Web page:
Types of Dentures: Fixed Dental Prostheses

By Dr. Vishaal Bhat on Friday 7 December 2007 with 0 comments

Fixed dentures transmit chewing pressure by the dental way only. Teeth fitted with those dentures (pillar teeth) are prepared properly, and constructions that attach to these teeth are called pillar constructions. This group contains inlays, crowns, fixed bridges.

Inlays replace a part of a tooth’s lost crown or the whole crown. An onlay replaces the whole occlusal part of a crown. An inlay replaces the occlusal part of a crown either totally or partially, plus one or both proximal parts of it.

Root inlay (superstructure) replaces the whole crown part of a tooth and it is attached to a treated root canal by the root pin.

Crowns replace a part or the whole damaged tooth’s clinical crown that is covered, partially or completely, by a surface jacket which reaches to, or under the marginal gingiva. Crowns are of the following types:

1. Jacket crowns, made of metal, ceramic or resin.

Metal jacket crowns are made by casting from gold, gold-palladium or silver-palladium alloys. A temporary protective band crown can be made for young patients in exceptional cases. These crowns are made of a metal sheet with cast or sheet occlusal surface (for distal teeth), or as a protective metal sheet crown made of two halves for frontal teeth.

Ceramic crowns are the oldest type of jacket crowns that still fit today’s needs well. They are used mostly at the frontal section. The base of ceramic is silicon dioxide, feldspar and kaolin that is being replaced by aluminum oxide these days. Ceramic crowns are much harder than dental tissues or prosthetic metal alloys. For this reason, a pillar tooth periodontium may get damaged by its overloading (a ceramic crown does not abrade), or a non-physiological abrasion of an antagonist tooth may occur.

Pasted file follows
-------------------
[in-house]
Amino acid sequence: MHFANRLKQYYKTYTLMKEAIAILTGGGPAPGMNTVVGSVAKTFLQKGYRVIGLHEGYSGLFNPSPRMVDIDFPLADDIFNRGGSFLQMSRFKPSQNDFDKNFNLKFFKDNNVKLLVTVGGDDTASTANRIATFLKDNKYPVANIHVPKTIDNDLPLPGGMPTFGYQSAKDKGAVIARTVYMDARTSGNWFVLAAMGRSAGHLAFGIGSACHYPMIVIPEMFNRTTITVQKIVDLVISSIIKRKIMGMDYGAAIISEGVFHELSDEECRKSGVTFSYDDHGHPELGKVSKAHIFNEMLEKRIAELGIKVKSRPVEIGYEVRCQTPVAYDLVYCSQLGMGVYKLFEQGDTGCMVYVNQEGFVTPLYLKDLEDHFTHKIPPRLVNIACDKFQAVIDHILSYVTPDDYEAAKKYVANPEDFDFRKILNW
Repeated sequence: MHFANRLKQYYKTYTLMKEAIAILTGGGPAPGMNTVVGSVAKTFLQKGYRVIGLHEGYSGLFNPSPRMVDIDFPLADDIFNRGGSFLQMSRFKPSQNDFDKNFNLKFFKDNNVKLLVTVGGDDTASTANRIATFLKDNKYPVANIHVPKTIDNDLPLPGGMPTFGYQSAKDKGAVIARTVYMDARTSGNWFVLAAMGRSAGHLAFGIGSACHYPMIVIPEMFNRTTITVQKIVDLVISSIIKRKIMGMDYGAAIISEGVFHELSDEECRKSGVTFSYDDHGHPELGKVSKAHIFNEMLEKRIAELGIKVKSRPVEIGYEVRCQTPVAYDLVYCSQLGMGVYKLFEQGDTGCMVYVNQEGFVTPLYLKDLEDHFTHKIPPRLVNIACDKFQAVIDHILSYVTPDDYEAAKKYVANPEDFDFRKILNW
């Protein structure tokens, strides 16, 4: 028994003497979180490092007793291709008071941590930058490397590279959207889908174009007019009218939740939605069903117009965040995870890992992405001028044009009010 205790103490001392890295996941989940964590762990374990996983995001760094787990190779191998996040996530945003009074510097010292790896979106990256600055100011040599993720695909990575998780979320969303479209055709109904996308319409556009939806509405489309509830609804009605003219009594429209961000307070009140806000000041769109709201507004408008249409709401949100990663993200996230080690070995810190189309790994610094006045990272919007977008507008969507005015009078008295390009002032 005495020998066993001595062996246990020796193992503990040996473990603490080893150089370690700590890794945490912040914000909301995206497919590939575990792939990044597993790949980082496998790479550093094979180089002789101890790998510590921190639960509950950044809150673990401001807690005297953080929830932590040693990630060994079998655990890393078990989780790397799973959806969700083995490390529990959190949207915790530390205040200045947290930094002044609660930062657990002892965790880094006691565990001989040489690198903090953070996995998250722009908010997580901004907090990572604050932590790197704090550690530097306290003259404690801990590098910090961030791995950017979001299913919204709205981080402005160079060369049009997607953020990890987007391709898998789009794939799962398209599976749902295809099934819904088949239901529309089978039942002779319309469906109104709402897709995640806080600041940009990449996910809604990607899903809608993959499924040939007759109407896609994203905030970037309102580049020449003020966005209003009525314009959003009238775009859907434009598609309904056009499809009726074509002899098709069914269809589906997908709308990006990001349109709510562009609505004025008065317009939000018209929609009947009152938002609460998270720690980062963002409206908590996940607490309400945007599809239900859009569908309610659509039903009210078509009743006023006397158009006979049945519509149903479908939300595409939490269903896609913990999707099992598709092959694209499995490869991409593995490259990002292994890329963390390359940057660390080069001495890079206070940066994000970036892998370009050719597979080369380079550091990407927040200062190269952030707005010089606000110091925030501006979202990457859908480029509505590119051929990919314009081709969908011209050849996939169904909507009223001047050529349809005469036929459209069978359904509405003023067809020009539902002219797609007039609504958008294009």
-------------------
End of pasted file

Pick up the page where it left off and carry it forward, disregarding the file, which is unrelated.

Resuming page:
Resin crowns are the most often used ones for frontal teeth. The material from which these crowns are made is a methylmetacrylate resin. A disadvantage of these crowns is their low mechanical resistance and bad color stability.

2. Veneer crowns are made of metal by casting, in combination with a resin or ceramic that form a veneer. The metal construction covers by its inner casing a treated tooth’s surface. The outer jacket completes the anatomical shape of a tooth from oral and proximal sides, whereas the facet (a part of the outer jacket) completes the crown’s shape from the visible vestibular side.

3. Pin crowns replace the whole clinical crown of a pillar tooth. They are fixed to its root by the root pin.

Fixed bridges replace gaps after one to four teeth of the dental arch that are framed by the first class abutments. If a connecting line between the abutments is straight, the bridges are referred to as linear ones. If connecting lines of the abutments enclose a plane, bridges are marked as planar (anchored to a plane). If the pillar teeth number is higher than number of replaced teeth, we call them splinting bridges. A fixed bridge consists of abutment retainers and the pontic, or so called inserts. The pontic fills the area after missing teeth and it is firmly connected abutment retainers. According to the relationship of a pontic to an alveolar ridge, there are inserts that are not in contact with the mucosa (reverse arch cleansable pontic), and contact inserts. Reverse arch cleansable pontics are used at the lower jaw’s distal parts for high abutments. The mucous surface of an insert has to be at least 3 mm clear of the alveolar ridge mucosa. Contact pontics sit at the alveolar ridge by a small oval surface that has a major part located at the vestibular slope of the alveolar ridge. The occlusal surfaces of pontics are reduced in size by about one third, so that to prevent an overload of abutments during chewing.

Category: Prosthodontics Notes



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